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"Mr Theobald (fays Mr Dodd) has approved himself "the best editor of SHAKESPEAR that has yet appeared, by a close attention to, and diligent furvey of the old. "editions, and by a careful amendment of those flight "faults, which evidently proceeded from the prefs, and. corrupted the text. And, after obferving that Mr. Theobald had left many paffages untouched and unregarded, which were truly difficult, and called for the editor's affiftance, he adds, "It is plain, then, much work remained for fubfequent commentators; and, "fhall we add ftill remains: for though fucceeded by two eminent rivals [Hanmer and Warburton], we muft with no fmall concern behold this imperfect e"ditor ftill maintaining his ground; and with no little. "forrow obferve the best judges of SHAKESPEAR preferring Theobald's to any modern edition." He gives the reafons of this preference as follows.

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"Sir Thomas Hanmer (fays he) proceeds in the most unjuftifiable method, foifting into his text a thou"fand idle alterations, without ever advertising his "readers, which are and which are not SHAKESPEAR'S genuine words: fo that a multitude of idle phrafes and ridiculous expreffions, infinitely beneath the "fublimity of this prince of poets, are thrown to his 66 account;

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accounts; and his imperfections, fo far from being. "diminished, numbered tenfold upon his head."

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"Mr Warburton (continues Mr Dodd) hath been "fomewhat more generous to us: for though he has "for the most part preferred his own criticisms to the "author's words, yet he hath always too given us the "author's words, and his own reasons for those criti"cifms. Yet his conduct can never be juftified for inferting every fancy of his own in the text, when I "dare venture to fay, his better and cooler judgment "must condemn the greatest part of them. What the " ingenious Mr Edwards fays of him, feems exactly juft and true.- "That there are good notes in his e"dition of SHAKESPEAR, I never did deny: but as he "has had the plundering of two dead men [Theobald "and Hanmer], it will be difficult to know which are his own. Some of them I fuppofe may be and "hard indeed would be his luck, if among fo many "bold throws he should have never a winning caft. But "I do infift, that there are great numbers of fuch fhame"ful blunders as difparage the reft, if they do not dif"credit his title to them, and make them look rather "like lucky hits, than the refult of judgment."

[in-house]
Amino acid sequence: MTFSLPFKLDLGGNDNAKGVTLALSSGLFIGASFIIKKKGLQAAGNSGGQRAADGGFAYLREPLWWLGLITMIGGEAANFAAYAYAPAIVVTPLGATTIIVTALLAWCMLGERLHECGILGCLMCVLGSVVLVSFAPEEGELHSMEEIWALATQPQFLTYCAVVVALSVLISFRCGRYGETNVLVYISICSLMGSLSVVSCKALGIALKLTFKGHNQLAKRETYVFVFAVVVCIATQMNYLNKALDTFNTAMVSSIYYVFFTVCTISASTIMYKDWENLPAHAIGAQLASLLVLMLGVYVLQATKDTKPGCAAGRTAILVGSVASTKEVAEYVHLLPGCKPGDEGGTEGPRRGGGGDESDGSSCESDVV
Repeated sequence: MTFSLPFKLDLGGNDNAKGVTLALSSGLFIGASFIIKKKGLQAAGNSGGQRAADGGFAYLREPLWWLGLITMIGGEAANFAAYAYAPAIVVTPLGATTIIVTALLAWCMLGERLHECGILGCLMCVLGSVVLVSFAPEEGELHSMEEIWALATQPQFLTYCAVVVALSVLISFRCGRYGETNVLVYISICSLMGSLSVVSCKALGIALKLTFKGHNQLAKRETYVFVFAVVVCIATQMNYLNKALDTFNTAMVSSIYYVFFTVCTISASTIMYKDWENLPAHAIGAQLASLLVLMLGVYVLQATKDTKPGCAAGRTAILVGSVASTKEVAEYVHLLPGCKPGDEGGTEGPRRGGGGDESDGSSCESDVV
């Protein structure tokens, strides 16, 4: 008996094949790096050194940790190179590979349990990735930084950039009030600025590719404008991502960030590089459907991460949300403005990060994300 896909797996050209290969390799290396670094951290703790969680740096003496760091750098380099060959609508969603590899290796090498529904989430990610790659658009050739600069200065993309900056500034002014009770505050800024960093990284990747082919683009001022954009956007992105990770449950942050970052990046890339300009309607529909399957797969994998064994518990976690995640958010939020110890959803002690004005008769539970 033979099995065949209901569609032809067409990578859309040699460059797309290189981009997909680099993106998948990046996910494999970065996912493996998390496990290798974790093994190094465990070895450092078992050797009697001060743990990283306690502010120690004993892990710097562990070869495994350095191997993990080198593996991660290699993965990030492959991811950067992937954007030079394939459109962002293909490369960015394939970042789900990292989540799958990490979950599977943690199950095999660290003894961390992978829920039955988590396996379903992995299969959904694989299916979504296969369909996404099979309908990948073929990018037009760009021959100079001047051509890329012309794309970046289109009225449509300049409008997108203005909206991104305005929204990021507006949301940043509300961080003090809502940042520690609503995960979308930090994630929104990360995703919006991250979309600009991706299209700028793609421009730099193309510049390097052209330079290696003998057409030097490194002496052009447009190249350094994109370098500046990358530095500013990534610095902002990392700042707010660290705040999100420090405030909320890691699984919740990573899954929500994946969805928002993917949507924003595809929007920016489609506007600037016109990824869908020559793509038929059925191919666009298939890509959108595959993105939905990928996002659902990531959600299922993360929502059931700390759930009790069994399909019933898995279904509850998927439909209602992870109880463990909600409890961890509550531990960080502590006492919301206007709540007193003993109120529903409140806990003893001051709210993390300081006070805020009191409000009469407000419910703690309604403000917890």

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Mr Dodd adds the following remark, to which every reader will chearfuly give his affent. "For my own part, (fays he), I cannot but read with regret the "conftant jarring and triumphant infults, one over an"other, found amidst the commentators on SHAKE

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SPEAR. This is one of the reafons that has impeded our arrival at a thorough knowledge in his works: "for fome of the editors have not so much laboured to

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elucidate their author, as to expofe the follies of "their brethren. How much better would it have been "for SHAKESPEAR, for us, and for literature in gene"ral; how much more honour would it have reflected on themselves, had thefe brangling critics fociably "united; and, instead of putting themfelves in a po"fture of defence one agamft another, jointly taken "the field, and united all their efforts, to refcue fo inimitable an author from the Gothic outrage of dull players, duller printers, and ftill duller editors?"

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Amidft fuch a variety of editors, and fuch different characters of them, no one could be implicitly followed. We have therefore confulted them all; and, of the various readings and conjectures, thofe only have been adopted, and inferted in the text, that feemed to agree beft with the meaning of the author. No fcope has been given to conjecture or imagination; not a fingle line, not even a fingle word, is inferted, but what is warranted by the authority of preceeding editors. No regard has been had to the Oxford editor's reformation of SHAKESPEAR's numbers, or to his other almost innumerable conjectures and interpolations, farther than as fome of the latter have received the fanction of fucceeding critics. But the reader will fee from a lift fubjoined to the Indexes in the laft volume, what conjectures or alterations of the critics are adopted in this edition; and perhaps it may not be loft labour to confult the various readings in that lift, as it may give thofe who have not feen former editions, fome idea of the art of literal criticism, fo long hackneyed among the learned; and they may reject or prefer as they judge proper.- The utmost care has been taken to print this edition correctly, especially with refpect to the pointing. As to which, due regard has always been had to the feveral inftances of falfe or depraved pointing, whereby the fenfe was marred, and fome paffages rendered almoft quite unintelligible, as obferved by Meff. Theobald and Warburton. And though it is not intended to affirm, that this edition is free from faults, yet fuch care has been taken, that 'tis thought it may well vie with any of thofe hitherto published in England; at least, we flatter ourfelves, it will not be found inferior either in beauty or correctness.

The acts and fcenes are divided according to Pope's and Warburton's editions; and not according to Theobald's or Hanmer's, the former of whom has not numbered the fcenes.

In Pope's edition, the paffages which he thought the moft beautiful and ftriking, are diftinguished with inverted commas. In imitation of him, Mr Warburton